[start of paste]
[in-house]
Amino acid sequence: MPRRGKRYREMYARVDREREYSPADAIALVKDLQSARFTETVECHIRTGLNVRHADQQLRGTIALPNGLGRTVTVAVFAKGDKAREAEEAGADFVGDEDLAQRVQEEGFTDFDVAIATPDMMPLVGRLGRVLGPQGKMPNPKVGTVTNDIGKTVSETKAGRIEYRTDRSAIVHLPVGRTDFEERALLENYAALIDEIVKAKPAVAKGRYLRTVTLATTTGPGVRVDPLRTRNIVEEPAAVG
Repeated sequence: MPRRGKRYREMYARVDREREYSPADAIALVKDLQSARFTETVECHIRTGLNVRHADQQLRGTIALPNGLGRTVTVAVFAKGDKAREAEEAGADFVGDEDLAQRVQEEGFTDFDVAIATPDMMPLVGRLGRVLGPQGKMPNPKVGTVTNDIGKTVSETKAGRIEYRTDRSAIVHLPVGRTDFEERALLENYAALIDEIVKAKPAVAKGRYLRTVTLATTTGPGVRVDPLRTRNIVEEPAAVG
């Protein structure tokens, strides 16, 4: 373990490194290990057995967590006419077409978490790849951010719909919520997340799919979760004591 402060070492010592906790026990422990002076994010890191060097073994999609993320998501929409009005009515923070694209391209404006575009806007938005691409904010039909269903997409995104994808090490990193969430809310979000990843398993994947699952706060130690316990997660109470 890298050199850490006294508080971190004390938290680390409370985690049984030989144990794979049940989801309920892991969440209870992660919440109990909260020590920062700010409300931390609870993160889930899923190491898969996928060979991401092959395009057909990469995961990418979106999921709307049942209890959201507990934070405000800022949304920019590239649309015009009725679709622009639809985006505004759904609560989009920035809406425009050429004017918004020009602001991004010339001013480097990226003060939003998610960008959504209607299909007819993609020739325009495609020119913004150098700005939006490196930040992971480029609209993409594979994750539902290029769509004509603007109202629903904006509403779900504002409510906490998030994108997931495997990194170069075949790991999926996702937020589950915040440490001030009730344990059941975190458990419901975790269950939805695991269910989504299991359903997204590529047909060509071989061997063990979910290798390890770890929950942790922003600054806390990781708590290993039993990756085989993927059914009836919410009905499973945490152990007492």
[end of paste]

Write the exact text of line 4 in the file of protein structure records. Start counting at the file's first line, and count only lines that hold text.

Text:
């Protein structure tokens, strides 16, 4: 373990490194290990057995967590006419077409978490790849951010719909919520997340799919979760004591 402060070492010592906790026990422990002076994010890191060097073994999609993320998501929409009005009515923070694209391209404006575009806007938005691409904010039909269903997409995104994808090490990193969430809310979000990843398993994947699952706060130690316990997660109470 890298050199850490006294508080971190004390938290680390409370985690049984030989144990794979049940989801309920892991969440209870992660919440109990909260020590920062700010409300931390609870993160889930899923190491898969996928060979991401092959395009057909990469995961990418979106999921709307049942209890959201507990934070405000800022949304920019590239649309015009009725679709622009639809985006505004759904609560989009920035809406425009050429004017918004020009602001991004010339001013480097990226003060939003998610960008959504209607299909007819993609020739325009495609020119913004150098700005939006490196930040992971480029609209993409594979994750539902290029769509004509603007109202629903904006509403779900504002409510906490998030994108997931495997990194170069075949790991999926996702937020589950915040440490001030009730344990059941975190458990419901975790269950939805695991269910989504299991359903997204590529047909060509071989061997063990979910290798390890770890929950942790922003600054806390990781708590290993039993990756085989993927059914009836919410009905499973945490152990007492």